Louisiana Werewolf: Rougarou of the Bayou
Fascinating Place and Many Legends
The Louisiana werewolf is the rougarou of the bayou—a very similar-looking creature.
Louisiana is a fascinating place and full of legends from long ago. Is there a Louisiana werewolf? Well, the rougarou of the Bayou country has a pretty strong link to the werewolf of ancient times in Europe and France. Louisiana is a lovely place to visit. However, if you do go there, it is wise to consult long-time residents on the local legends of the area, especially about creatures like the rougarou of the Bayou. It is always good to know which areas should be avoided.
What Is a Rougarou?
Similar to the European werewolf, the rougarou is a man who can shape-shift, or transform, into a creature. The name rougarou comes from a variant pronunciation and spelling of the French loup-garou. Loup is the French word for wolf, and garou is a man who transforms, shape-shifts, into an animal.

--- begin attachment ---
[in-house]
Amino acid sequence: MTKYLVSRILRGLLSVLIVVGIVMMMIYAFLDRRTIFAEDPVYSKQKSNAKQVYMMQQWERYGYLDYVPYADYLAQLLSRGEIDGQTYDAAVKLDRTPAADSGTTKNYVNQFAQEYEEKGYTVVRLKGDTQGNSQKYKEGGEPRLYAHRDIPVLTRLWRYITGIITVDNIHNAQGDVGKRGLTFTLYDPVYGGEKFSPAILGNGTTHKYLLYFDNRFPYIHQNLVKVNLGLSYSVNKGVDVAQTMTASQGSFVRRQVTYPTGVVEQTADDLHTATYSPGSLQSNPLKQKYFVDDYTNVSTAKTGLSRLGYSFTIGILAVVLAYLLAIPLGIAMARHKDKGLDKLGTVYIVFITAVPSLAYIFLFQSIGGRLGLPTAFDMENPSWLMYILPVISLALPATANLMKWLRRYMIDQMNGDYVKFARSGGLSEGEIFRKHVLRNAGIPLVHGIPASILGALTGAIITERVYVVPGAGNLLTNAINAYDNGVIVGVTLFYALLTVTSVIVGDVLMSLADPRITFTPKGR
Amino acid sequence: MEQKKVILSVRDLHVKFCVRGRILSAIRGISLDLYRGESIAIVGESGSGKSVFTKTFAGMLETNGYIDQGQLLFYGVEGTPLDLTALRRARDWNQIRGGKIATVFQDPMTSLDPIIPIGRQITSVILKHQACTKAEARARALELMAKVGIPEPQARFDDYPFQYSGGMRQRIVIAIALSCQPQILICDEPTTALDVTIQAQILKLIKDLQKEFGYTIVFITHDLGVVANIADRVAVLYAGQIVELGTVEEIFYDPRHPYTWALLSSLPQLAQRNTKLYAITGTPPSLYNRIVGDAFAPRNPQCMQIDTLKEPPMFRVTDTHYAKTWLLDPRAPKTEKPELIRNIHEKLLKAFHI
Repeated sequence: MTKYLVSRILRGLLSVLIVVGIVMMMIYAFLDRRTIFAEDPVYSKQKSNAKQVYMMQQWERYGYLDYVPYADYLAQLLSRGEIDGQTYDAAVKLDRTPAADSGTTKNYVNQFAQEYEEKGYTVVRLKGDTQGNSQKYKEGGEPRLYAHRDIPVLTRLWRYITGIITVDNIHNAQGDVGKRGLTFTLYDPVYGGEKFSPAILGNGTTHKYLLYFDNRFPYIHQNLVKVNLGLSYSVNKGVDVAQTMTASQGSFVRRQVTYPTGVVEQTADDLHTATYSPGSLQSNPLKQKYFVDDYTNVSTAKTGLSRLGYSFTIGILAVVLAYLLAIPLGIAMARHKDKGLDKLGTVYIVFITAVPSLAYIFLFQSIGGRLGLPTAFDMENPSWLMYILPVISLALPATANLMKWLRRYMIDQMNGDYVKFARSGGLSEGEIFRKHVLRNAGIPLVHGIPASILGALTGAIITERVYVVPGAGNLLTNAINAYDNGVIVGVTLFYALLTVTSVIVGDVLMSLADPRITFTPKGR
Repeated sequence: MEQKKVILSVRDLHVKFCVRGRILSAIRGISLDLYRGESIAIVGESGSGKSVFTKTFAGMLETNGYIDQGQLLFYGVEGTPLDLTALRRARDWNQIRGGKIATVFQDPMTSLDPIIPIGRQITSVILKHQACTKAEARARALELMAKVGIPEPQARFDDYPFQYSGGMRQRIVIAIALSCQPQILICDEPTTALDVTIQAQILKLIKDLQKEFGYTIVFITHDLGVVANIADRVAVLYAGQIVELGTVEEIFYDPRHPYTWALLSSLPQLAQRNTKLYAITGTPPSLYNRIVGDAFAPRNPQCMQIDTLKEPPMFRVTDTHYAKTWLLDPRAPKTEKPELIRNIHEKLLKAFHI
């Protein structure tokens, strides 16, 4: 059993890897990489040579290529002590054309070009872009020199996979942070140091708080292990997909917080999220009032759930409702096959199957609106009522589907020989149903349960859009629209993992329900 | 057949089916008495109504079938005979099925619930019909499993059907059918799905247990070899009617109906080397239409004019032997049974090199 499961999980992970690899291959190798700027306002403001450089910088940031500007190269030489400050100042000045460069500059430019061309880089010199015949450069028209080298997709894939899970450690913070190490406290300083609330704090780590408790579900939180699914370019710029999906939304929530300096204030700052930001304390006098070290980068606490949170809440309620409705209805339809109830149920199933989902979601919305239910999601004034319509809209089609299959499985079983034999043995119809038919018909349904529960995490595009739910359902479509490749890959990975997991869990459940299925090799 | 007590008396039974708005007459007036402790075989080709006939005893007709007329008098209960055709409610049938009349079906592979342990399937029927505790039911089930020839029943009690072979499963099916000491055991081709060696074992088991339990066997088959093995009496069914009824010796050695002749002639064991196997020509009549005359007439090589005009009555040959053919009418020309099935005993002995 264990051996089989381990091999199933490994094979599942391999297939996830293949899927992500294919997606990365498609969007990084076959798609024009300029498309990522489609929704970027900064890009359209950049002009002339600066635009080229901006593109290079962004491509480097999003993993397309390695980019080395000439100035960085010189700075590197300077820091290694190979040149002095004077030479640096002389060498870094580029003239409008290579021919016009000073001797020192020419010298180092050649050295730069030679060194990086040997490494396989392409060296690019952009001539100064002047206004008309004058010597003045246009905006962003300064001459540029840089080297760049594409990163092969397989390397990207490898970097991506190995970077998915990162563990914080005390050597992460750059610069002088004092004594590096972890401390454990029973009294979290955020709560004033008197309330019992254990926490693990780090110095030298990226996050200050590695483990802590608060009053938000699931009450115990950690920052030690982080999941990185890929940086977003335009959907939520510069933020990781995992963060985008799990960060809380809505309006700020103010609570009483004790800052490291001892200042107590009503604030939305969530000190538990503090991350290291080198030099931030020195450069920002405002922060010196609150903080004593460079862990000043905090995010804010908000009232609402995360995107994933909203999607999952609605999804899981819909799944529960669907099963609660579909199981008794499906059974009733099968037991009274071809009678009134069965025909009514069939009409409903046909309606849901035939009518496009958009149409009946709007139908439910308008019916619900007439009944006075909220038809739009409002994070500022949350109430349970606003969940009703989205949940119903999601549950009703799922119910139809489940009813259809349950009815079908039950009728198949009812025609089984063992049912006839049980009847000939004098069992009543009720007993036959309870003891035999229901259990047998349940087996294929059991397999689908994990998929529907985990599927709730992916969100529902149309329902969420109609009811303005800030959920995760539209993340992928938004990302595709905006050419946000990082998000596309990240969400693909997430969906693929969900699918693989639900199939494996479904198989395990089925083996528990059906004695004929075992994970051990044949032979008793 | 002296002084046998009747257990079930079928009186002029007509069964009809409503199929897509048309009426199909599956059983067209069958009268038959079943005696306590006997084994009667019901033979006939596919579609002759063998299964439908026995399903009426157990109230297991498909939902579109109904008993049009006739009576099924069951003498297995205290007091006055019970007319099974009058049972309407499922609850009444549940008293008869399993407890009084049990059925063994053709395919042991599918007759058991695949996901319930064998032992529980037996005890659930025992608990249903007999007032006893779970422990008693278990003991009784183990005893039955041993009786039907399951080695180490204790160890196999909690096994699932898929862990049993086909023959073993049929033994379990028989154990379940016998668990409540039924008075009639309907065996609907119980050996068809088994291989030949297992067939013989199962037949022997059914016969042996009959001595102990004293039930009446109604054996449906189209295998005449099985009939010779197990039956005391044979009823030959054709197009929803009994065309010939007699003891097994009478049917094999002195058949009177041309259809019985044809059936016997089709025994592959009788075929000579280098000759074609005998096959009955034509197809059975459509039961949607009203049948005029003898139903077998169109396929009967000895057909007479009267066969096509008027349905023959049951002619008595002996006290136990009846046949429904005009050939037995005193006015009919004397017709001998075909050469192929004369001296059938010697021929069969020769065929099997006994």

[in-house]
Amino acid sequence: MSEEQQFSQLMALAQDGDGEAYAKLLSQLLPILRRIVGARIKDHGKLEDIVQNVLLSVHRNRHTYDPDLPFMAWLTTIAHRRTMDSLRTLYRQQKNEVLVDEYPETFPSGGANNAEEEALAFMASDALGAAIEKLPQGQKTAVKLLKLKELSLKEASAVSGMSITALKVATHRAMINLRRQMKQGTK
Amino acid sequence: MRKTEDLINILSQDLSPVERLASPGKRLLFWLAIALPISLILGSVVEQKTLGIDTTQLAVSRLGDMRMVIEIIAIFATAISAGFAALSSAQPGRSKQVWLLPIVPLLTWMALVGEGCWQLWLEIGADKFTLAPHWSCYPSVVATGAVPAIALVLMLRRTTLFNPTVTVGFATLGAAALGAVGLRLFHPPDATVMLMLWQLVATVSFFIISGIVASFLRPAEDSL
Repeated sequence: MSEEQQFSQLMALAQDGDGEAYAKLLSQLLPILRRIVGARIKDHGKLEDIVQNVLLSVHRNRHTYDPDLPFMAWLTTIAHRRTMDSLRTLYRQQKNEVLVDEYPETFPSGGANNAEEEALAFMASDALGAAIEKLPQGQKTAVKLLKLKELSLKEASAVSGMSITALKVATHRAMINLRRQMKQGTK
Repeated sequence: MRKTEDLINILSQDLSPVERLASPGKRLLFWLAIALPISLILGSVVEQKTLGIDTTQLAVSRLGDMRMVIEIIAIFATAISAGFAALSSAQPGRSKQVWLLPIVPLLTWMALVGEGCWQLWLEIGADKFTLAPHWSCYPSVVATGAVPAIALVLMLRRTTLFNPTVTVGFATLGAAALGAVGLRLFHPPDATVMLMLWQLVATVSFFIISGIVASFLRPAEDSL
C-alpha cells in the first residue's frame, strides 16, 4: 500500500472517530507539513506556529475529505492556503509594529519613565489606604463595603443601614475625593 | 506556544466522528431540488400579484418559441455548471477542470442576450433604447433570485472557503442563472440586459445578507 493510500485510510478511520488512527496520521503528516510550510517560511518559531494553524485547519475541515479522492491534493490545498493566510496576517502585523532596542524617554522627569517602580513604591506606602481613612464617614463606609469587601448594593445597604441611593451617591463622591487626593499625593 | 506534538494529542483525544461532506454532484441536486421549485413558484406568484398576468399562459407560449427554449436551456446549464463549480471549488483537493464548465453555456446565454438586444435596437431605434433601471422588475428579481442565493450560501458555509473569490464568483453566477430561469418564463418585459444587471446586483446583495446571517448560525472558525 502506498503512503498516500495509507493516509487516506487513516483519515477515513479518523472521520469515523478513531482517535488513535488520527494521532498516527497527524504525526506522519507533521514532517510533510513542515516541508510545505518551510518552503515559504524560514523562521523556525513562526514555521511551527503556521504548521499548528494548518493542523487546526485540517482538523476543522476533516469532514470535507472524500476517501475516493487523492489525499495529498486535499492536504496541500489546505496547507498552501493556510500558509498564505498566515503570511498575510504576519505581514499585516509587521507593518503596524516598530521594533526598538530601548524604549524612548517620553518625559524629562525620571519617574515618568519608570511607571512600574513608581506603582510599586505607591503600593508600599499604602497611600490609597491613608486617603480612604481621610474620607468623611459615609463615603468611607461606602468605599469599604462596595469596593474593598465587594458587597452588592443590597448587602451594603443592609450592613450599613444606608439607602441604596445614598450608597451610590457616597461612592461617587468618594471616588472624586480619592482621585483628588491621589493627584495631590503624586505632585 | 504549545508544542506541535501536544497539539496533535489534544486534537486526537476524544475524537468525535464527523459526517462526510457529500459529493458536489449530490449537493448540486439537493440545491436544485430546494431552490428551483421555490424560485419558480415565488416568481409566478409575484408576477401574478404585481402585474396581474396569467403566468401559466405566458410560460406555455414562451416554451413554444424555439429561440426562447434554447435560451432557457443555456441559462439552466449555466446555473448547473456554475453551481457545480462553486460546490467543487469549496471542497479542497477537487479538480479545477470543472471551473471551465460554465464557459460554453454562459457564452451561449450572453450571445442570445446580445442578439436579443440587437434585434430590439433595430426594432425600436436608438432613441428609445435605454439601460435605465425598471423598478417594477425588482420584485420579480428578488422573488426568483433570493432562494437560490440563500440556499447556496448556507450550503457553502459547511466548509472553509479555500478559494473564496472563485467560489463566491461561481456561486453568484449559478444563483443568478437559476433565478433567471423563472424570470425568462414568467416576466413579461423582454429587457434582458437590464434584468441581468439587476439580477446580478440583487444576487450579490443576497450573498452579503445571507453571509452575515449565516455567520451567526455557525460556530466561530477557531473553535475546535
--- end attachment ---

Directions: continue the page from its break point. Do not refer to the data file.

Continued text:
In the French Louisiana areas, the rougarou has been the stuff of legends for several generations. The legends originally came from either the early French settlers or the French-Canadian immigrants (Acadia) centuries ago.
Apparently, the Cajuns believe the creature prowls in the swamps around Acadia and Greater New Orleans. It might also be lurking around fields, forests, and maybe just anywhere it chooses to. It is a creature with a human body and a wolf head.
In Laurentian (Laurentian Mountain range) French communities, there are legends of the werewolf. Now, a werewolf, or lycanthrope, is a human who has the rare ability to shape-shift into a creature with a wolf head and human body. The rougarou has this same ability; therefore, it has strong links to the werewolf.